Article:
The first few minutes of the day are key, Howard said. Because so many students are coming from shelters or foster homes and unstable situations, they may show up apathetic or mad, already on the defense.
“Their day doesn’t start out as pleasant as most,” Howard said, sitting at the front desk one morning in between greeting students as they arrive. “By the time they come in here, say about 9 in the morning, they’ve already had an argument. They’re maybe hungry. There’s no telling from one extreme to the next.”
Counselors like Howard, usually the male ones, are on watch for texts from students asking to escort them to school, so that they might feel safer. Walking to school includes traversing blocks in hostile territory and going past two nearby homeless shelters, one for women and one for men, both serving clients with psychiatric illness or substance abuse issues.
Howard said she likes to make silly jokes as the kids come in, hoping to “reset” their day. She calls female students “beautiful.” She ogles the children of the teenage mothers and fathers who use the daycare located on school premises.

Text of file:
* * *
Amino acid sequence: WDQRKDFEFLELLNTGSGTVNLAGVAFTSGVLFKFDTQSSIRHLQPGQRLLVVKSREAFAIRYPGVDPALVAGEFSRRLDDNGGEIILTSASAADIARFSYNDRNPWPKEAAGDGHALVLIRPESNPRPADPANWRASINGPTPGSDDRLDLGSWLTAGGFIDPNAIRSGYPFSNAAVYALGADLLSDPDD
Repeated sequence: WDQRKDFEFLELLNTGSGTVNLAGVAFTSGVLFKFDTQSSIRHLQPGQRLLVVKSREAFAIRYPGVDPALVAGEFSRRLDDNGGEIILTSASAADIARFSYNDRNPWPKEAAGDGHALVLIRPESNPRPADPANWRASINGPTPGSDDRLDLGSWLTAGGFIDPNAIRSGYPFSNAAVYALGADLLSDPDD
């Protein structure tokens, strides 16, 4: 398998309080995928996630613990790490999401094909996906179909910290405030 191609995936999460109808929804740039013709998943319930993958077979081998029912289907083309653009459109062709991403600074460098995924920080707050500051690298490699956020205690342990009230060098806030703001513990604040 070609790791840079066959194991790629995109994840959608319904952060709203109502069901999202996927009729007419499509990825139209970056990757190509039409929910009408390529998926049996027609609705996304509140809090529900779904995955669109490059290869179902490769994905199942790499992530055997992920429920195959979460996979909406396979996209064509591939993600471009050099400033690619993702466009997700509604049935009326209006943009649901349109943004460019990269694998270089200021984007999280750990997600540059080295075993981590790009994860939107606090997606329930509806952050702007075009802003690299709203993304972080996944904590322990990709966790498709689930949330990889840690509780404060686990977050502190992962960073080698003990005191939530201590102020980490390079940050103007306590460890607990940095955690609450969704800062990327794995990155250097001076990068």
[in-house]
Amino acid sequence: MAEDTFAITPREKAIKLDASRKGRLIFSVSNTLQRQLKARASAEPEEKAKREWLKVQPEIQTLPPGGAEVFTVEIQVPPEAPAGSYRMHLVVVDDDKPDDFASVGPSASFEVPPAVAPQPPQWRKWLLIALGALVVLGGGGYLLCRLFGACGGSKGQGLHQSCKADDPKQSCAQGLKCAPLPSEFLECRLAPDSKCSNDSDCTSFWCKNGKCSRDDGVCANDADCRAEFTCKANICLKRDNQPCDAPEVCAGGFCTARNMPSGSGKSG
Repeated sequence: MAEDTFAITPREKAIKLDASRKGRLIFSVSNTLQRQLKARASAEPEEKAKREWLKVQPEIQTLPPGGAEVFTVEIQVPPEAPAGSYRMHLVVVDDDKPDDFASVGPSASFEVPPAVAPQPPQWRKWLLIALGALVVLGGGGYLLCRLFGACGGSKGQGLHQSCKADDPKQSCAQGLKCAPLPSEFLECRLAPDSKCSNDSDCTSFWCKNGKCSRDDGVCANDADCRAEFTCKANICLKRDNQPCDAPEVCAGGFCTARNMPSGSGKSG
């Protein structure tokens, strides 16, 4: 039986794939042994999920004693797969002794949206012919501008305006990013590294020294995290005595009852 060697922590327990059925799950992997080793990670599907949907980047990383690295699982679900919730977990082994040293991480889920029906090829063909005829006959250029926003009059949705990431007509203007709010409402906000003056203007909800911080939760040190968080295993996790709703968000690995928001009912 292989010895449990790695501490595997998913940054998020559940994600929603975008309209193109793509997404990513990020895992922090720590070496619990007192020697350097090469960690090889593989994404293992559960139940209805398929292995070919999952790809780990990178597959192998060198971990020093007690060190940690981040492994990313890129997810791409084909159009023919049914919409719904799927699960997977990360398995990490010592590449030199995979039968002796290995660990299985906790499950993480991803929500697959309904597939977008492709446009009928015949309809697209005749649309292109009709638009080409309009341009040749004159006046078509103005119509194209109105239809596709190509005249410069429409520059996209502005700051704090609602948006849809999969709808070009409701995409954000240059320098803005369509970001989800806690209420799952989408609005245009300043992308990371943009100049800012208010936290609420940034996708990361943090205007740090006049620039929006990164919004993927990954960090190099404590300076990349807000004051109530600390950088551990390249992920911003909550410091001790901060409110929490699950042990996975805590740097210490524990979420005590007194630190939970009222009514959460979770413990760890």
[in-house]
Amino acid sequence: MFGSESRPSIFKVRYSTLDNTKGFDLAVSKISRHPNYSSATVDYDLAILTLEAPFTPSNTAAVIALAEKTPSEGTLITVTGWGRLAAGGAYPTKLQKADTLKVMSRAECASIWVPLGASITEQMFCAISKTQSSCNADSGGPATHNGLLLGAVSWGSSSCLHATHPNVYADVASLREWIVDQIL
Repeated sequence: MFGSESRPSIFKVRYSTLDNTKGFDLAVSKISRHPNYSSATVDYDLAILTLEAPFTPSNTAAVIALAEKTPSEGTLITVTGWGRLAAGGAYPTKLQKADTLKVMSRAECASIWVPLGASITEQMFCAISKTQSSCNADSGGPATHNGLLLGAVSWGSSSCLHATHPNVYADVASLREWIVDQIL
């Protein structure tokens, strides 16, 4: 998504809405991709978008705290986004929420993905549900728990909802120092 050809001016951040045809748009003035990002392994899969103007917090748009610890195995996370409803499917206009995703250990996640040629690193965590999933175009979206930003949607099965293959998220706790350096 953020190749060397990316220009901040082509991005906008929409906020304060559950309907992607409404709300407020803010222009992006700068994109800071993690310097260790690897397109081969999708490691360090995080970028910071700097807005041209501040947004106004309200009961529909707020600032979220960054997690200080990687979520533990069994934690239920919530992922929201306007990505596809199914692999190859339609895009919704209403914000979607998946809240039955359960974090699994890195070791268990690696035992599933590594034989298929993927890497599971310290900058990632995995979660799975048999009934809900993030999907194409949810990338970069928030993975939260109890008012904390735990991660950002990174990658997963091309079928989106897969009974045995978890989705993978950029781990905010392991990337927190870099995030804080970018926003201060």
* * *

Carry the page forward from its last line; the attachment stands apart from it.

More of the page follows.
“Most of them just need to be loved and understood. They feel no one understands them. And no one cares. Unless you show them you understand,” she said calmly, with an air of maternal wisdom.
Counselors, like Howard, keep tabs on hungry children, sometimes discreetly whisking them away to a back room to provide them with snacks. Other students, often homeless or transient, are given a bag filled with personal hygiene products like toothpaste and deodorant. Some are taken to the locker room for a shower and set of clean clothing. Teachers can tell who is homeless by who rushes to the front of the lunch line.
Teachers and students complain that the school looks like a prison. There are bars on the windows, a metal detector at the entrance. Natural sunlight rarely makes its way inside. Security guards roam the halls. These characteristics are not unusual for schools serving high-minority populations in New York City.
But it’s still more welcoming than most other spaces the students find themselves.
AIM I staff members said they have heard stories of unimaginable trauma from students. There’s the student who has trouble around male teachers after having been raped in a group home. There’s the student who is bouncing in between homes because her mother’s boyfriend assaulted her and her mother does not believe it happened. There’s the student who has a very sick, non-English-speaking father, and she acts as his caretaker and translator. One teacher suspects a few of her students are victims of sex trafficking.